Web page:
DSW Ventures and NGBio lead £1.4m investment into University of York spinout Mesenbio

Mesenbio, a University of York spin-out that is developing a novel treatment for arthritis created from engineered human stem cells, has raised £1.4m in an investment round co-led by DSW Ventures and NG Bio alongside grant funding from Innovate UK.

Mesenbio - l-r David Kuntin Paul Genever
Mesenbio – l-r David Kuntin Paul Genever

The treatment will initially target rheumatoid arthritis, an autoimmune disease that impacts nearly half a million adults and children in the UK alone, causing debilitating joint pain and inflammation of the hands, knees, elbows, ankles, and wrists.

Current therapies can ease pain and inflammation but – unlike Mesenbio’s therapies – lack the combined actions of reducing inflammation and protecting the tissue from further damage. Mesenbio’s treatment is based on nano-sized messengers created from engineered human stem cells that not only curb inflammation but can kick-start the process of regenerating damaged tissue.

Mesenbio was founded by Professor Paul Genever and Dr David Kuntin and based on their work at the University of York’s Biomedical Research Institute. The funding will enable them to create three new roles, develop pilot manufacturing processes, carry out pre-clinical studies and prepare the regulatory dossier in readiness for clinical trials.

Professor Genever said: “We have been developing this method of treatment for a decade now, with support from Versus Arthritis, and it has proved successful in laboratory tests, but the funding will allow us to move toward human clinical trials.

“Our research has focused on extracellular vesicles or EVs, which are nano-sized structures released from cells that have therapeutic properties. We have been able to engineer these structures from human stem cells to target its anti-inflammatory and tissue-regeneration capabilities, which is what you need to treat arthritis – the ability not only to take away the pain but also to repair the damage.”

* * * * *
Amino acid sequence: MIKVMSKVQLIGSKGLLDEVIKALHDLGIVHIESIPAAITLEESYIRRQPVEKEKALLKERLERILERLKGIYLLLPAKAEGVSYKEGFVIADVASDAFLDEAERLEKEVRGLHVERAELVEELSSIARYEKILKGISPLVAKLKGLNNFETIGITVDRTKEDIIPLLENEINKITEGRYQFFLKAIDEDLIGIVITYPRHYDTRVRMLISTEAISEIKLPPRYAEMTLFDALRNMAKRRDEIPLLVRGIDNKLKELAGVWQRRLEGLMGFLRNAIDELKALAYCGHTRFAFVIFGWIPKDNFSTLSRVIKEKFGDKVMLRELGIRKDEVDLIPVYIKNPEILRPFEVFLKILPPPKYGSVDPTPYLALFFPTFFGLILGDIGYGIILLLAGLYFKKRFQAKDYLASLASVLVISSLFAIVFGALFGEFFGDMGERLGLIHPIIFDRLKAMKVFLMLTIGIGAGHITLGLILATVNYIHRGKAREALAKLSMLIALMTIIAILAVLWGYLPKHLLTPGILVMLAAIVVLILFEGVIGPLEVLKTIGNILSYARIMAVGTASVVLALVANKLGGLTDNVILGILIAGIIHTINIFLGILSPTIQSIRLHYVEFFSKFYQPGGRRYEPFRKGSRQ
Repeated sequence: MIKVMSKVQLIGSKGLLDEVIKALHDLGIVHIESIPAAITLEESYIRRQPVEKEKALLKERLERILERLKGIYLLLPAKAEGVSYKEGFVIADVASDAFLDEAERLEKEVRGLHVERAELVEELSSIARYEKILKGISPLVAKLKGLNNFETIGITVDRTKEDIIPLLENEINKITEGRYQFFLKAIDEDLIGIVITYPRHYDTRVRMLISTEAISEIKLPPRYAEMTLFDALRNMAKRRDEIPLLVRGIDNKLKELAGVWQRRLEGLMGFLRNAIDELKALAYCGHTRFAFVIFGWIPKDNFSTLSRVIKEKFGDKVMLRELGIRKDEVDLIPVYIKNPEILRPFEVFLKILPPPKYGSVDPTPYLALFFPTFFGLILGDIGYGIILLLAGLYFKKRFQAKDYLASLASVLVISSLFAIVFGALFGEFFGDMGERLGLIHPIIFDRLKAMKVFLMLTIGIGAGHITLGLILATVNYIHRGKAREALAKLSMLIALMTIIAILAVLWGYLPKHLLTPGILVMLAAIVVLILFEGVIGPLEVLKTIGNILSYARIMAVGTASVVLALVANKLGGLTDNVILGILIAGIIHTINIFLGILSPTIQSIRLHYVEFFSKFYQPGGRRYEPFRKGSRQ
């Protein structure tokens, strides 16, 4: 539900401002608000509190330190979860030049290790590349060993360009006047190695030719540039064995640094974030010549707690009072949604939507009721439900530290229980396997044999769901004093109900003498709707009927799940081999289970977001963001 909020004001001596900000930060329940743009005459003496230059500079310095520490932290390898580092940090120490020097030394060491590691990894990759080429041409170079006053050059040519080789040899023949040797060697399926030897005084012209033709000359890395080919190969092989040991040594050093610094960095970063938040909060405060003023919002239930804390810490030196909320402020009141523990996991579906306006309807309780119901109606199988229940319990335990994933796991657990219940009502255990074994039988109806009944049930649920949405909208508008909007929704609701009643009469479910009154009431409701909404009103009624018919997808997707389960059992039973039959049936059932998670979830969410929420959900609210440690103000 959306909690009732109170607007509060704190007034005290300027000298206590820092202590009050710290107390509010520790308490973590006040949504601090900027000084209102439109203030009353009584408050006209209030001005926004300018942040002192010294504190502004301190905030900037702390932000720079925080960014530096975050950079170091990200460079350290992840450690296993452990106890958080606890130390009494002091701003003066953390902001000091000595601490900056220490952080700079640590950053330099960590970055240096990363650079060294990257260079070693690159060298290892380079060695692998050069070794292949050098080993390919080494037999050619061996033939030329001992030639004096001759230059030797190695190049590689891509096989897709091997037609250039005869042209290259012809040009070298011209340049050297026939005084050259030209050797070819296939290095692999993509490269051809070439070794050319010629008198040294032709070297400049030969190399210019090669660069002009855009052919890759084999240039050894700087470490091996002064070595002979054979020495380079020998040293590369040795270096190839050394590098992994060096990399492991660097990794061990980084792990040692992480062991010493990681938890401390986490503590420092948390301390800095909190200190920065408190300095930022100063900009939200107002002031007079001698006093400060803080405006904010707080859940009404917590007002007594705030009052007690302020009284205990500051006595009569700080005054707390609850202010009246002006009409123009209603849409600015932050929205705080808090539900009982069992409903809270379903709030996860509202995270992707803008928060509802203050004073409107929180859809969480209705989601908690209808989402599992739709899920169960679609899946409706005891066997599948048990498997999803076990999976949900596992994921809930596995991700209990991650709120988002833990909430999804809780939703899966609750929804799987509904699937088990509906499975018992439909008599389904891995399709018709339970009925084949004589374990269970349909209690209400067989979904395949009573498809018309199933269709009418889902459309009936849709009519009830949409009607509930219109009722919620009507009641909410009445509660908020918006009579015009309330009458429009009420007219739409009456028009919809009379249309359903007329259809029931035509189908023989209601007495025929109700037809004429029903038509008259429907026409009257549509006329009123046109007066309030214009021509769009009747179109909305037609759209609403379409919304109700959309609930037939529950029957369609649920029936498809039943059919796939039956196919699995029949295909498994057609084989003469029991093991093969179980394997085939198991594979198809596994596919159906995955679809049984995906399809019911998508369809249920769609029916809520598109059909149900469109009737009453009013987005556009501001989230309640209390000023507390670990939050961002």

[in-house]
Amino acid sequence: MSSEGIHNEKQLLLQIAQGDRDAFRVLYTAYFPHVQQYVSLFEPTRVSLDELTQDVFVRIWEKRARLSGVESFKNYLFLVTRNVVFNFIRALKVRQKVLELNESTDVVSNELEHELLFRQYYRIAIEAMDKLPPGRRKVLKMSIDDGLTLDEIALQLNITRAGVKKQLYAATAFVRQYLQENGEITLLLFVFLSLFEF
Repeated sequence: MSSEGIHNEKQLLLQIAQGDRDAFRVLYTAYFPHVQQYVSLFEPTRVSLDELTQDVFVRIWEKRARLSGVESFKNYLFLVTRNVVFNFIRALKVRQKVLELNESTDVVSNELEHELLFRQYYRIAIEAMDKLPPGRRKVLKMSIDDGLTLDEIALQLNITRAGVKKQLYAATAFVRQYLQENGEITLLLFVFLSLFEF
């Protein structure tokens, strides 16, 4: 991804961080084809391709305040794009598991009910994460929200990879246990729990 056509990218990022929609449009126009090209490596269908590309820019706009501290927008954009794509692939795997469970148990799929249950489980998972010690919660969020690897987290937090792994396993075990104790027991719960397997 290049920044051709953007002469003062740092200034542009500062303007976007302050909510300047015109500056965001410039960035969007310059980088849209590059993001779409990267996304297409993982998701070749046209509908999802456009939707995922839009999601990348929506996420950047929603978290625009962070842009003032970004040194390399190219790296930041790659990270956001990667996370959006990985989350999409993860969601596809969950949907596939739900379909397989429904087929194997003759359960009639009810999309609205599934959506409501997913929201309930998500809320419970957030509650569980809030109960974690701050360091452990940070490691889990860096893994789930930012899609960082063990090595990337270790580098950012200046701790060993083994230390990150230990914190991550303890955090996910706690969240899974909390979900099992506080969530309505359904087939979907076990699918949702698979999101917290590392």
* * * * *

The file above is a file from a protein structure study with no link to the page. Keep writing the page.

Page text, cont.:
Current uses of EVs rely on donor cells, but their effectiveness as a treatment can vary from patient to patient. Engineering human stem cells allows scientists to enhance the characteristics of EVs that are most significant to arthritis treatment and produce them at scale in the laboratory.

Dr David Kuntin, CEO of Mesenbio, said: “This method and its scalability makes it much more likely we can create a drug that can be administered via injection that can not only halt the damage to tissue, but repair tissue and return the immune system to homeostatic levels.

“We know this works in a laboratory setting and this new funding will allow us to get to human trials in a reasonable timescale, so that we can look to the future of what this new therapeutic might mean for clinicians and crucially patients of this debilitating condition.”

Mesenbio, which is based at the university, becomes the twelfth company to join the DSW Ventures portfolio, and the first from its recently-launched Seed EIS fund. Doug Quinn of DSW Ventures commented: “Extracellular vesicles is an evolving technology and with the promising data generated by the team at Mesenbio, this funding enables further progress towards a treatment for what is a debilitating condition for so many people.”

Jason Goldstein, co-founder at NG Bio, said: “This is an exciting time in the search for therapies that can address tissue damage resulting from arthritic conditions. Mesenbio’s technology is uniquely placed to address this problem and we look forward to supporting this talented team on the next step in their journey.”

Weightmans LLP (legal) advised DSW Ventures and NGBio on the deal, with Taylor Wessing advising Mesenbio.